KMcG: Coming from a punk background, I have always liked when bands have themes, even caricatures of themes, like the Misfits, or The Damned. Or when rap groups, like Gravediggaz, present different worlds in their narratives. It is like going into a comic book.
DW: Gravediggaz is a great example. They have the one note that's so specific that they always return to, that allows them to go off into a hyperbolic space that rap is great for. I feel like rap anticipated the Internet that way. On the Internet we're like these hyperbolic versions of ourselves. We can be ourselves, but also hyperbolic versions of ourselves. We can illuminate certain aspects of our personalities. Doing a record about burying money was cool to do in a Gravediggaz style ‘cause it's just like a weird kind of sketchy, symbolic thing to think about...By burying money we undermine the symbolic value of money.
I'm doing a trilogy where “Money Pits” is the first part, “Barter Boys” is the second, and the third will probably have something to do with potlatch or like really weird ideas about value, exploring the relationships between material necessity and cultural production. I want to make as much money as possible off art without it being the motivating factor for its creation. So when you get money from a show and you go bury it right away, it's a good way to distance from that. You still have the money, but you're disposing of it in a way that means anyone could get it.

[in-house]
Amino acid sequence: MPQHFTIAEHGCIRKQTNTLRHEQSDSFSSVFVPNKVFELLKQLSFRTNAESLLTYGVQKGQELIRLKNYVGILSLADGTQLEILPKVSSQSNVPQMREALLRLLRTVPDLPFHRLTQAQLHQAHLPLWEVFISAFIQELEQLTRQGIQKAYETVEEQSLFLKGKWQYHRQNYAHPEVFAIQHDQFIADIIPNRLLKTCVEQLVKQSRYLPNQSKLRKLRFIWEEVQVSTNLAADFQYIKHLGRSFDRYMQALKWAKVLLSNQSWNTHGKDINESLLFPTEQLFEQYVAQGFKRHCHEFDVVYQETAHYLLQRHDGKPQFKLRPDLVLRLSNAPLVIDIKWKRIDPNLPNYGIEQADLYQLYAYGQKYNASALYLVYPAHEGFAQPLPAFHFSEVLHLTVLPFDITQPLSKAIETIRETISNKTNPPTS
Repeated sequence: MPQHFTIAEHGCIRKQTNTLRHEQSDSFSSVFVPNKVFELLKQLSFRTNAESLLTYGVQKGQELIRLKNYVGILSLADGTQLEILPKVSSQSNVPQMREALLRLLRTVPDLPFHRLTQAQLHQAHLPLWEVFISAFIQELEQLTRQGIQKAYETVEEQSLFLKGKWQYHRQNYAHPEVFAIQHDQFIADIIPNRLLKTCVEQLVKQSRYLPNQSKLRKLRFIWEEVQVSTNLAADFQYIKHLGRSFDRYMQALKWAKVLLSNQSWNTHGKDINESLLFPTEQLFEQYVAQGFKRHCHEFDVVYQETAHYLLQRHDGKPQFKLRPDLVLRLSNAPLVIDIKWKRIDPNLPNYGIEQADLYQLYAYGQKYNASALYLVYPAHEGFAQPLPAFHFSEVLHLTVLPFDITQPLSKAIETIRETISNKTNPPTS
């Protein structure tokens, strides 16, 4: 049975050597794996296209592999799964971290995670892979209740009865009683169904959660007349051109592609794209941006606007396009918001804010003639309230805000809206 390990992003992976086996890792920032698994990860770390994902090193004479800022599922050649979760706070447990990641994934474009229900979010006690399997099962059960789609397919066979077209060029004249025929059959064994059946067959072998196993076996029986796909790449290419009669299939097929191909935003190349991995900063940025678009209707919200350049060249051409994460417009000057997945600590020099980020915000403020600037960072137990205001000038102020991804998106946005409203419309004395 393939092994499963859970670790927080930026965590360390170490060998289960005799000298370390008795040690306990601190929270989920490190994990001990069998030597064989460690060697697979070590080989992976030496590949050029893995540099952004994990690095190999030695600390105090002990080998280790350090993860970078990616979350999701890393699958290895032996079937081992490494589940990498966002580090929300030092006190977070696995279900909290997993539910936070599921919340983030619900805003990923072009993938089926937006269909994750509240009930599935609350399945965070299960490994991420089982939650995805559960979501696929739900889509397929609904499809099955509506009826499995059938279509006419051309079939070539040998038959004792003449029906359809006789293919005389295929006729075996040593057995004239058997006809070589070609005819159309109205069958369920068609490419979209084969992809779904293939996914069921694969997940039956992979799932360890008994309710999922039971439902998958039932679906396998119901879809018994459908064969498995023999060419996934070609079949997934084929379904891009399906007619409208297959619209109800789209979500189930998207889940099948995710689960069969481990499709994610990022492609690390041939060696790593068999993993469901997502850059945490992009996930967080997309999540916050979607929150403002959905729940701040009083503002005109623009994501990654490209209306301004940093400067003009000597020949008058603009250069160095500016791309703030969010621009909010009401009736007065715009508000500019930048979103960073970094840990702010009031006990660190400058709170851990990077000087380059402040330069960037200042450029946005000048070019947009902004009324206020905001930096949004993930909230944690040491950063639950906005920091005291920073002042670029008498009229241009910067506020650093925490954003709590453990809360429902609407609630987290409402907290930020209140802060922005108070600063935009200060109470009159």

Bataille, egg dye, Cobo Hall
He then explains the single track, forty-three minute long record is a heavily encoded treasure map and how he would like his work approached like Finnegan's Wake, or a lazy river… wherein Doc Waffles and I inner-tube down said lazy river discussing pyramids made of Astronaut Ice Cream ("a simultaneously Utopian and nostalgic concept" according to the good doctor), tropical gothic ("trop-goth") style, performance and the difficulty of sitting down and trying to write.
DW: I adopted the artistic persona of rapper a long time ago. Really I feel like everyone is a rapper, ‘cause writing rap is easy and saying it over a beat is not hard. Like how Instagram lets everyone have the joys of being a photographer. Anyone can rap and experience its rewards. The thing that makes it succeed is not technical ability, but the excitement of hearing someone narrating their life in a rhythmic, personal way.
If I could rap with anyone in Detroit, it would probably be Barry Sanders, or some other famous athlete who has achieved a ton outside of rap because nobody has heard them do that before.
With technology, everyone is a vernacular artist in one-way or another. Everyone with a phone can use Instagram, or Twitter, and have access to culture. I like to use this technology in a smart way. It's like, you can watch amateur pornography and it's just as titillating as professionally produced pornography; the same goes for rap and poetry. The technology has brought it to our fingertips. Anyone can make it, almost as good (sic) as anyone else.